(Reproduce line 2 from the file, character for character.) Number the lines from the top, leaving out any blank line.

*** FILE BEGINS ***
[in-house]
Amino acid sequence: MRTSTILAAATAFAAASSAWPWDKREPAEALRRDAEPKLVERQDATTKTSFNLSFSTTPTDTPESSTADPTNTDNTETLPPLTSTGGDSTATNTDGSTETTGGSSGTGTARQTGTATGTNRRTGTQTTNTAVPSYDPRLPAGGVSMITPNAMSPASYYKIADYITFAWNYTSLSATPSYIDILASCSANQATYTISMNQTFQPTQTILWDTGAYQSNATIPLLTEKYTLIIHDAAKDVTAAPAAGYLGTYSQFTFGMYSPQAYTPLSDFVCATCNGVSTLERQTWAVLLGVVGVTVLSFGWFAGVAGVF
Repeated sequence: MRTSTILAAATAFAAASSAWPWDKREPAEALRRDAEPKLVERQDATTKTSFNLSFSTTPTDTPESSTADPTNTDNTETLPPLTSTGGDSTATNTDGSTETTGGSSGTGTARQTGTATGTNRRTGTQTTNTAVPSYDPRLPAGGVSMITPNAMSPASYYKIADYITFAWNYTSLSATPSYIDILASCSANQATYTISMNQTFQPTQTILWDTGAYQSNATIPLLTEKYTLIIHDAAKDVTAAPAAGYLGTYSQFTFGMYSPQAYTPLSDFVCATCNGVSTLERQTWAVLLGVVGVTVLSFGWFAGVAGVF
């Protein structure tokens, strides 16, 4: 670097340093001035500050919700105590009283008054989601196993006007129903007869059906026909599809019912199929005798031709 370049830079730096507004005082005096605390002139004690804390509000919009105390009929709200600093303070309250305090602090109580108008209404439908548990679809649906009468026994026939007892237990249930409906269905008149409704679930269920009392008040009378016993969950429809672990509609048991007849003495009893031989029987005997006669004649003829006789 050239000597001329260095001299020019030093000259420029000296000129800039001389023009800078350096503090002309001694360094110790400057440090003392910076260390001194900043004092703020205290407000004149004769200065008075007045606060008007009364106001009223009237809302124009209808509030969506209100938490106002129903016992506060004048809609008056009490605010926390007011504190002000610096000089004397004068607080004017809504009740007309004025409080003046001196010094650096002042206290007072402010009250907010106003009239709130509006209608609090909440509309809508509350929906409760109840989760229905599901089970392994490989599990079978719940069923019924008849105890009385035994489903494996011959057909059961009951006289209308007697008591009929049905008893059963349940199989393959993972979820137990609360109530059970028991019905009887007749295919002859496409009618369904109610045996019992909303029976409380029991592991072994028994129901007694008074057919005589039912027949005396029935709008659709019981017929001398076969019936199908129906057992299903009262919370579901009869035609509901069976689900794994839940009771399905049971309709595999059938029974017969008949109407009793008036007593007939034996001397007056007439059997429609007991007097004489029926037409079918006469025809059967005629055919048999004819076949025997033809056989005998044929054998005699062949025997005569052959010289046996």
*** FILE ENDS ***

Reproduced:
Amino acid sequence: MRTSTILAAATAFAAASSAWPWDKREPAEALRRDAEPKLVERQDATTKTSFNLSFSTTPTDTPESSTADPTNTDNTETLPPLTSTGGDSTATNTDGSTETTGGSSGTGTARQTGTATGTNRRTGTQTTNTAVPSYDPRLPAGGVSMITPNAMSPASYYKIADYITFAWNYTSLSATPSYIDILASCSANQATYTISMNQTFQPTQTILWDTGAYQSNATIPLLTEKYTLIIHDAAKDVTAAPAAGYLGTYSQFTFGMYSPQAYTPLSDFVCATCNGVSTLERQTWAVLLGVVGVTVLSFGWFAGVAGVF